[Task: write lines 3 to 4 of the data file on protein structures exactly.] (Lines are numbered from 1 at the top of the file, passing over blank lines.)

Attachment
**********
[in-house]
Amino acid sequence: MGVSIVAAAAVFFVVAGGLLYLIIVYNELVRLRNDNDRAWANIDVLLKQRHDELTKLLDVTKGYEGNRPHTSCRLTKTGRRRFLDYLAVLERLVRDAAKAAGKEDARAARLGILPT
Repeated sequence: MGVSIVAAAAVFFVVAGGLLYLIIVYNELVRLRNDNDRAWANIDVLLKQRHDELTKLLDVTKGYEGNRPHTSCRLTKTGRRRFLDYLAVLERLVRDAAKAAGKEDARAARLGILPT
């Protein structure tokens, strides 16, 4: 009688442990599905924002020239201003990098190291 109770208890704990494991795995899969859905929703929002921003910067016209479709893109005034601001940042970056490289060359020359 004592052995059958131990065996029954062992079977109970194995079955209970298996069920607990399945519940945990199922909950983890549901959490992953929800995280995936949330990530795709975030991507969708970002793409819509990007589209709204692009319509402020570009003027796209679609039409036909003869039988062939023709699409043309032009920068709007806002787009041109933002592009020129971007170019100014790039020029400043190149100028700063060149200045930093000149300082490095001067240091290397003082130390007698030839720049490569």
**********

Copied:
Repeated sequence: MGVSIVAAAAVFFVVAGGLLYLIIVYNELVRLRNDNDRAWANIDVLLKQRHDELTKLLDVTKGYEGNRPHTSCRLTKTGRRRFLDYLAVLERLVRDAAKAAGKEDARAARLGILPT
């Protein structure tokens, strides 16, 4: 009688442990599905924002020239201003990098190291 109770208890704990494991795995899969859905929703929002921003910067016209479709893109005034601001940042970056490289060359020359 004592052995059958131990065996029954062992079977109970194995079955209970298996069920607990399945519940945990199922909950983890549901959490992953929800995280995936949330990530795709975030991507969708970002793409819509990007589209709204692009319509402020570009003027796209679609039409036909003869039988062939023709699409043309032009920068709007806002787009041109933002592009020129971007170019100014790039020029400043190149100028700063060149200045930093000149300082490095001067240091290397003082130390007698030839720049490569």